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  5. 5. Table of ContentsMessage from the Acting Chair of the Okanagan Basin Water Board ....................................................... iMessage from the Executive Director of the Okanagan Basin Water Board ............................................ iIntroduction .................................................................................................................................................. 1Overview of 2009 OBWB Drought Planning Workshop ............................................................................. 1 Content and Format ................................................................................................................................. 1 Quotes from Participants......................................................................................................................... 2Recommendations for Drought Proofing the Okanagan Basin ................................................................. 3 Recommendations to Senior Government ............................................................................................. 3 Recommendations to Local Government and Water Purveyors........................................................... 5 Recommendations to the Okanagan Basin Water Board ..................................................................... 6Concluding Remarks .................................................................................................................................... 6Appendix A: List of Participants at 2009 OBWB Drought Planning Workshop......................................... 7Appendix B: Drought Management Planning Resources........................................................................... 9 iii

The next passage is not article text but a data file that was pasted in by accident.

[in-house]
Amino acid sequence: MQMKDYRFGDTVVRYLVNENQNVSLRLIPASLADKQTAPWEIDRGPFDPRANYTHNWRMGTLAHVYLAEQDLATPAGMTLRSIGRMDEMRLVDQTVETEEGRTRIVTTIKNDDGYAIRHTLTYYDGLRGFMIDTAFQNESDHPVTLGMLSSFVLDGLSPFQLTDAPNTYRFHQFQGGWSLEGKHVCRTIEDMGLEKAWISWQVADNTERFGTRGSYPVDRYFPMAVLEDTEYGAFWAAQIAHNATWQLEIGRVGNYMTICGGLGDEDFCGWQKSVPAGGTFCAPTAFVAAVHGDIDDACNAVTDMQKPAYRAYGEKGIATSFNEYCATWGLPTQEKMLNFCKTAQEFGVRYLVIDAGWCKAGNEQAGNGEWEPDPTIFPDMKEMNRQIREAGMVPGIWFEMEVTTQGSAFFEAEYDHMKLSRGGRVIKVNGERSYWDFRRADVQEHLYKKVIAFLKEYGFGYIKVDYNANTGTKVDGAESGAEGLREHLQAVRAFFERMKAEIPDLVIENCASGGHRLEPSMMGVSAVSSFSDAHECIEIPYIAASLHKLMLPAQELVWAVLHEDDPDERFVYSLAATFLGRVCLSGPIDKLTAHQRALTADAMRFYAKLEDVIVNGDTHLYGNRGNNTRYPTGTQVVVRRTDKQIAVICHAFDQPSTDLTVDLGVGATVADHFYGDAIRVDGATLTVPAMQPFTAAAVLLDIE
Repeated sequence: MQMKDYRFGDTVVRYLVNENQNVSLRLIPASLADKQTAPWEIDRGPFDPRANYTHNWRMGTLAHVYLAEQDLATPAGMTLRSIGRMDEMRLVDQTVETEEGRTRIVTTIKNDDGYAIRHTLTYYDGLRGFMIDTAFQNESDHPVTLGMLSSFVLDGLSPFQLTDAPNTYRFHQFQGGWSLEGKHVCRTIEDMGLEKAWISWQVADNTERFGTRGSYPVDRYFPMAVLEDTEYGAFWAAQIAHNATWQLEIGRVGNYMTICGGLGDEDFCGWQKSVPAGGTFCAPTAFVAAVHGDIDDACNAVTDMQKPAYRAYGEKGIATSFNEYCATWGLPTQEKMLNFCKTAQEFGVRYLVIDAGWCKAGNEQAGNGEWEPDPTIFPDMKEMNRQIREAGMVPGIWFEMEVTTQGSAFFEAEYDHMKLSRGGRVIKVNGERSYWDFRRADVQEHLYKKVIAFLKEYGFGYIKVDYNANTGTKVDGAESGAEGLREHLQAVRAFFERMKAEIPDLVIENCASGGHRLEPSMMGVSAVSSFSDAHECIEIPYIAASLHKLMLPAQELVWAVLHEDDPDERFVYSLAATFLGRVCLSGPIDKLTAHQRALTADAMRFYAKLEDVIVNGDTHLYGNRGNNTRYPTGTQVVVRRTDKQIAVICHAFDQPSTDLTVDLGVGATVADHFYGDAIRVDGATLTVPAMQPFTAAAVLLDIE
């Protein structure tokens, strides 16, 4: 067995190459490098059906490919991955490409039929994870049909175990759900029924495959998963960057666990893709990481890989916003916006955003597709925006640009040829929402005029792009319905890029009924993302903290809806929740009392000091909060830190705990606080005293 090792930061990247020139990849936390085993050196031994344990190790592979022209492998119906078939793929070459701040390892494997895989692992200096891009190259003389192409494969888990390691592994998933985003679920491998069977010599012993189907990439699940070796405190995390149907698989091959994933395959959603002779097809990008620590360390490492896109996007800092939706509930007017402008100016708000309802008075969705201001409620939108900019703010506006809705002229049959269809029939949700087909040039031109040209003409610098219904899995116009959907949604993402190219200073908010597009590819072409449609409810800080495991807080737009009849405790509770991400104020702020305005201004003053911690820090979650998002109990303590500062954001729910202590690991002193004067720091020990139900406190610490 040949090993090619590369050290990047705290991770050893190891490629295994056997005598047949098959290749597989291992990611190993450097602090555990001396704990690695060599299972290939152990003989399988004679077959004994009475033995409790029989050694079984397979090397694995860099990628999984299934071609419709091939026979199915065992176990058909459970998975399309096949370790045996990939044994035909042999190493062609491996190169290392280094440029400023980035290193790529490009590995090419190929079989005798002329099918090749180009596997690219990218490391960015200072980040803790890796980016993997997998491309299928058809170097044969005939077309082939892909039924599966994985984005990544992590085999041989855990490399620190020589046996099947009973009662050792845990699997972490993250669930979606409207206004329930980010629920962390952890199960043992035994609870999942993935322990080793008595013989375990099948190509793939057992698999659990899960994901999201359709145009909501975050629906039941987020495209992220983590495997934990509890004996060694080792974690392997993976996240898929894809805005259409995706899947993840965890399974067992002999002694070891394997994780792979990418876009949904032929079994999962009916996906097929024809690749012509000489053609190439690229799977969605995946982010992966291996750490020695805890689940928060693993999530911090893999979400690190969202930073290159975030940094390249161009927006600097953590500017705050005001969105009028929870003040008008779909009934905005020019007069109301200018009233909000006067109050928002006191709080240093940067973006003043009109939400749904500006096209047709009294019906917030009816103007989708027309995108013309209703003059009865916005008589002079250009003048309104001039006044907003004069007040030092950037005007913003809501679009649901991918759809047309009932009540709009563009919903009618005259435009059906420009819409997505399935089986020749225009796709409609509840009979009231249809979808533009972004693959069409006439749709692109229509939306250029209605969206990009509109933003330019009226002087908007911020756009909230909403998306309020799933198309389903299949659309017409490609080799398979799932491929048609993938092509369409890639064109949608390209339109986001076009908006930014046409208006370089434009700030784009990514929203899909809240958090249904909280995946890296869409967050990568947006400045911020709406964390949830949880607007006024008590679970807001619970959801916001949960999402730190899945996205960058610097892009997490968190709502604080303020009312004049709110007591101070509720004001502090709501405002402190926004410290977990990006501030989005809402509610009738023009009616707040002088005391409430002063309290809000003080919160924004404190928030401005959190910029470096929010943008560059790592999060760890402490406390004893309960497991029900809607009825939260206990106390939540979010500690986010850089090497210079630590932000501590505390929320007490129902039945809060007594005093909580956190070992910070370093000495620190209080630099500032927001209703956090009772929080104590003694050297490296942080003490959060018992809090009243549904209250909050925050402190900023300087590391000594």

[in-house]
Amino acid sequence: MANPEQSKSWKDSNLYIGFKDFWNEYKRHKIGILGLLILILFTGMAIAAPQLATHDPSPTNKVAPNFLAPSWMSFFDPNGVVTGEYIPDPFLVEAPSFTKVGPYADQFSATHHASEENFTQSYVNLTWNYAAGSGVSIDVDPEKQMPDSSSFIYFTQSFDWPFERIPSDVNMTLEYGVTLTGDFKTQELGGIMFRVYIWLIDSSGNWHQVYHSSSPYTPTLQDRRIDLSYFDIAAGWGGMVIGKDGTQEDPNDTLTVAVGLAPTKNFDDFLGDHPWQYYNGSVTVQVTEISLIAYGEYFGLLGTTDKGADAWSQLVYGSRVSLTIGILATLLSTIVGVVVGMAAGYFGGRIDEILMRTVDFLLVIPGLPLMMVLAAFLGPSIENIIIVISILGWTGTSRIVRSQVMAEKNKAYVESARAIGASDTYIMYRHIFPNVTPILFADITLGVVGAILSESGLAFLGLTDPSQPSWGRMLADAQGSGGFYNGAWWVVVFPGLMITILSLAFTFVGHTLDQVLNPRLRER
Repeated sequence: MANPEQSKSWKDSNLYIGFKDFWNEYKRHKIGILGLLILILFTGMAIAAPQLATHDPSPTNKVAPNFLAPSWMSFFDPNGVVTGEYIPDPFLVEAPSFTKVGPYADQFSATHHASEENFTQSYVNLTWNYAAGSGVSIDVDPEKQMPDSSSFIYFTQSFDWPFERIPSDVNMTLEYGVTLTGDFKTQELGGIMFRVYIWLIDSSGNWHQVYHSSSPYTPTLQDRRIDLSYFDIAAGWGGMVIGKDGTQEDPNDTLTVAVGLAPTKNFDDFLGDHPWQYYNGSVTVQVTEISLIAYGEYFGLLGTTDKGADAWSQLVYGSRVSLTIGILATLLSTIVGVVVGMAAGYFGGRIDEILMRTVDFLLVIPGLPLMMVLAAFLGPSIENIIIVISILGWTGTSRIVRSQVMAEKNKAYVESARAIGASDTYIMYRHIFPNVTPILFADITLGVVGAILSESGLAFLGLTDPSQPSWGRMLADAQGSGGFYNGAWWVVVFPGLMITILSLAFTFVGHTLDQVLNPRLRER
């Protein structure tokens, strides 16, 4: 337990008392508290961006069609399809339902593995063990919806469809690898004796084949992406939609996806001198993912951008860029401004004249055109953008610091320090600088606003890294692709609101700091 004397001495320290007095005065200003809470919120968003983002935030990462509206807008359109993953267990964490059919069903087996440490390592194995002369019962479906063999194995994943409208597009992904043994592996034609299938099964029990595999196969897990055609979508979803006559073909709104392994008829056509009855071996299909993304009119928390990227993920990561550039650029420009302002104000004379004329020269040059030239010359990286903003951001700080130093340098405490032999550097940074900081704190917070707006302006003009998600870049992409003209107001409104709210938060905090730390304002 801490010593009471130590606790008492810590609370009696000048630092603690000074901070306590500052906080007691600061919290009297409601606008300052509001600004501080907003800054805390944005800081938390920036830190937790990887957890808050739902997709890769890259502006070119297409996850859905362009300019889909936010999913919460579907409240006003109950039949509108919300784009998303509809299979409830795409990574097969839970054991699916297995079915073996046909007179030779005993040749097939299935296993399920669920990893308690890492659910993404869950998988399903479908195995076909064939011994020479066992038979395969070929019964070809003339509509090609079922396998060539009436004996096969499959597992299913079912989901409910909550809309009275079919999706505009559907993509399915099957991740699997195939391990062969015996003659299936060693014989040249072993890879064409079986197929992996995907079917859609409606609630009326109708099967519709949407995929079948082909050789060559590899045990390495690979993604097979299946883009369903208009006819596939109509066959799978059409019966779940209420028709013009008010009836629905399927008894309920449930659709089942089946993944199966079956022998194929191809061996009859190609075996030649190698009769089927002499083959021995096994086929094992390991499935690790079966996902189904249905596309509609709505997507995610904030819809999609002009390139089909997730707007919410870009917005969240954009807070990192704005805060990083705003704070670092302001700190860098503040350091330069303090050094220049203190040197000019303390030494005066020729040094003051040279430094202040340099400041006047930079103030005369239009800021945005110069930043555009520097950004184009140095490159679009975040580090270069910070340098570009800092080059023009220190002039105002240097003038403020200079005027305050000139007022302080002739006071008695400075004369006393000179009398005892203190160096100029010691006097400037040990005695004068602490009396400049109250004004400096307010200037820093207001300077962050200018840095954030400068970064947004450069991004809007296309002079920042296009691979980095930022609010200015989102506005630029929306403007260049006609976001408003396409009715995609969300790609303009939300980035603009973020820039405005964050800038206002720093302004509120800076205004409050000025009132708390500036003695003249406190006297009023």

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  7. 7. IntroductionWater is a priceless natural asset in the Okanagan Basin. Balancing the competing waterrequirements of the environment, human needs, irrigation, tourism, recreation, industry, and culturalvalues has become increasingly difficult as more people live, work, and play in our watershed. Wehave always had large seasonal and annual cycles, alternating between wet and dry periods, andsome areas of the Basin regularly experience water shortages. Climate change is expected intensifythis pattern: to bring more powerful storms, longer drought cycles and greater evaporation, and leadto a longer, hotter growing season with increased irrigation demand.Drought conditions will impact Okanagan communities in many different ways. Drought can reducesupplies for drinking water and household use, lead to lower streamflows and warmer rivertemperatures for fish, and limit the water for irrigating our crops, orchards and vineyards. Over thenext decade it will be very important for local governments to prepare for the impacts of populationgrowth, development and climate change on water supplies. Everyone needs water, and we are allconnected through the chain of valley lakes. We need to take a Basin-wide approach to watermanagement, looking at the system as a whole and finding ways to work together to drought proofthe Okanagan Basin.The Drought Planning Workshop, hosted by the Okanagan Basin Water Board on July 23, 2009,began a discussion about the tools and policies needed for coordinated drought managementplanning in the Okanagan Basin. This report summarizes the workshop and some of the toolsavailable for local governments.Overview of 2009 OBWB Drought Planning WorkshopContent and Format“If we knew with certainty that the Okanagan will face an Australian-like drought in the next fiveyears, what management tools would we need to best handle the crisis?” Dr. Anna Warwick Sears, Executive Director, Okanagan Basin Water BoardMore than ninety politicians, water purveyors, consultants, members of non-profit groups, and mediafrom around the Okanagan gathered together at the Kelowna Community Theatre to discuss howbest to prepare for water shortages. The Workshop provided information on the current watersituation in the Basin and outlined tools, policies and management techniques available forpurveyors to respond to water shortages and to prepare for future drought conditions. Furthermore,the workshop provided an opportunity to discuss and identify collaborative “drought proofing”actions that may be accomplished on a Basin scale.The workshop included presentations from federal, provincial, and local water managers (availableat www.obwb.ca/drought_planning_workshop_2009/): • 2009 Water Conditions in the Okanagan and Neighbouring Watersheds Brian Symonds, Director of Regional Operations, Penticton, Ministry of Environment 1